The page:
Older Americans have more student loan debt than ever, but in many cases it’s not because of their own higher education costs. The number of Americans aged 60 and older with student loan debt quadrupled from 700,000 to 2.8 million between 2005 and 2015, according to a report from the Consumer Financial Protection Bureau, with most of the loans benefitting children and grandchildren.
Parent PLUS loans are appealing because they can help consumers—particularly low-income families—cover aid gaps. But Parent PLUS loans or cosigning a private loan should be last resort sources of financing for your kid’s education. While colleges may make them look appealing they can wreak havoc on your finances as you near retirement.
“Critics argue that in some cases, schools may be purposely downplaying the risks by packaging financial aid award letters in such a way that the Parent PLUS loans look more like gift aid than actual debt,” notes U.S. News & World Report. Interest rates are high, and taking on tens of thousands in debt later in life is sure to provide parents with unexpected financial headaches. According to the CFPB’s report, “nearly 40 percent of federal student loan borrowers age 65 and older are in default.”
One obvious alternative: Choose a cheaper school. We covered other options a bit here. Beyond that, though, you can consider the following strategies.
Make Sure Your Kid Maximizes Their Loan Options First
You likely don’t want your kid saddled with a bunch of debt, but particularly for federal loans, students have more options and better protections than their parents do. For example, “while schools may be penalized by the Department of Education if too many of their undergraduates default on student loans, they aren’t held to the same standards when parents fail to repay student debt,” reports U.S. News. “That gives the schools extra incentive to pad award letters with high-interest parental loans.” While the amount students can borrow is limited each year, parents could theoretically borrow the full cost of attending, and parents don’t qualify for most of the income-based repayment plans that their kids do.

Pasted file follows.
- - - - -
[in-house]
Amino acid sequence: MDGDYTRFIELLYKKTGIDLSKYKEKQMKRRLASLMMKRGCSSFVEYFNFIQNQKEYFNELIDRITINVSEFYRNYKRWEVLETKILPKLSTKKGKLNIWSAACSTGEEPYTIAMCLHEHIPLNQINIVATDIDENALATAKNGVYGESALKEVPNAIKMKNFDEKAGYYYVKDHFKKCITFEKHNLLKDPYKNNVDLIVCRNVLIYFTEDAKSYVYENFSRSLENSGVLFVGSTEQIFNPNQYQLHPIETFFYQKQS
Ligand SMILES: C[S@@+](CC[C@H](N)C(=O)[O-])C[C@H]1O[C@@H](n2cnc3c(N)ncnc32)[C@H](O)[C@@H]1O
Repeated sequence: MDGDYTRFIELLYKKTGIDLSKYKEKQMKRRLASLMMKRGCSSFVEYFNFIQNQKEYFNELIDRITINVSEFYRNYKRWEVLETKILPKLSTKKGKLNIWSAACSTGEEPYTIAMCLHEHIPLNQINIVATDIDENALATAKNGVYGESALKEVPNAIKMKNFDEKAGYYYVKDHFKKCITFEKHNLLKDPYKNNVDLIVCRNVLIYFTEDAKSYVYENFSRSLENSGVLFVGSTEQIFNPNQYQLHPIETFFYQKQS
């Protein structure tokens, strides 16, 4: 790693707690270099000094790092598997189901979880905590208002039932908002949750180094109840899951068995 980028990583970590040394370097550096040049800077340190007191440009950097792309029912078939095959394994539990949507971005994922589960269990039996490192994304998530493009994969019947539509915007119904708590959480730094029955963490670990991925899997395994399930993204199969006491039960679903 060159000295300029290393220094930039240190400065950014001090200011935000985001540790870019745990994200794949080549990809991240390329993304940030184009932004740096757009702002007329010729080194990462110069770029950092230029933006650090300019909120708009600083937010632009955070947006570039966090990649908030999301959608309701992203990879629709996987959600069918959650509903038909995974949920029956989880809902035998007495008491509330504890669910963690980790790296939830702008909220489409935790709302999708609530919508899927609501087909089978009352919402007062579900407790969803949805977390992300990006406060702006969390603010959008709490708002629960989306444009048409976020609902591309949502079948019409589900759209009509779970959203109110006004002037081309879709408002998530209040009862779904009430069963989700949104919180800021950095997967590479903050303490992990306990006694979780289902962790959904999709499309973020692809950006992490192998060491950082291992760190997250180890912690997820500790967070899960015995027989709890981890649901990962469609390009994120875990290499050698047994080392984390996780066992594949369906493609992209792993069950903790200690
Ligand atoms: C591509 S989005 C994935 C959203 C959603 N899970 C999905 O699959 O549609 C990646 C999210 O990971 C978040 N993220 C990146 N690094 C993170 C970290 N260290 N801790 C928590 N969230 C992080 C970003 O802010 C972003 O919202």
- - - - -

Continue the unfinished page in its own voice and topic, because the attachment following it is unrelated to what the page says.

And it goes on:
This could also work after graduation: Rather than having loans in your name, you could offer to help them repay theirs after they start working. I can’t think of a more generous graduation gift than that.
Take Advantage of 529 Plans
This option obviously requires some planning, but opening and funding a 529 is a much better financial move than taking out loans to pay for higher education. You can read more about them here and here.
A similar option is a Coverdell account, which is like a 529 except the contributions are tax deferred, making it essentially a trust. While your tax bill will be higher, your kid will have more freedom to use the funds how they want once they reach a predetermined age.
Consider Private Loans First
Though it may seem counterintuitive, Parent PLUS loans can have much higher interest rates than some private loans: U.S. News reports PLUS loans have interest rates of seven percent, compared to 4.5 percent for students, and origination fees of 4.3 percent. So shop around. (On the other hand, students have many more protections with federal loans than private loans, and should exacerbate those options before shopping with private lenders.)
One thing to note: Parent PLUS loans will be discharged in the case of death or disability, or qualify for an income-contingent repayment plan, which isn’t true of private loans.
Another option: Some states, like Massachusetts, also offer loans to residents.
Use Your Roth IRA Funds
If you didn’t set up a 529, a Roth IRA can be a fine alternative source of funding. Roths have a lot of positive attributes, one being that there’s no early withdrawal fee levied if the money is used for educational expenses, like tuition or room and board.
Refinance Parent PLUS Loans in Your Kid’s Name
If you took out a PLUS loan but are having trouble with the repayment, you may be able to refinance it in your kid’s name. The Department of Education technically does not allow you to transfer your debt, but if you refinance you could get around this.
To do so, your child will need to apply for the new loan. “Even though the current loan is in the parent’s name, the child must fill out the application with his or her information including income, school, and degree,” Phil DeGisi, Chief Marketing Officer at CommonBond, told Student Loan Hero. Then you’ll need to find a lender who will service it.
It’s not the best option, but it could be an avenue if you’re really having difficulty repaying the loan and your child is comfortably employed.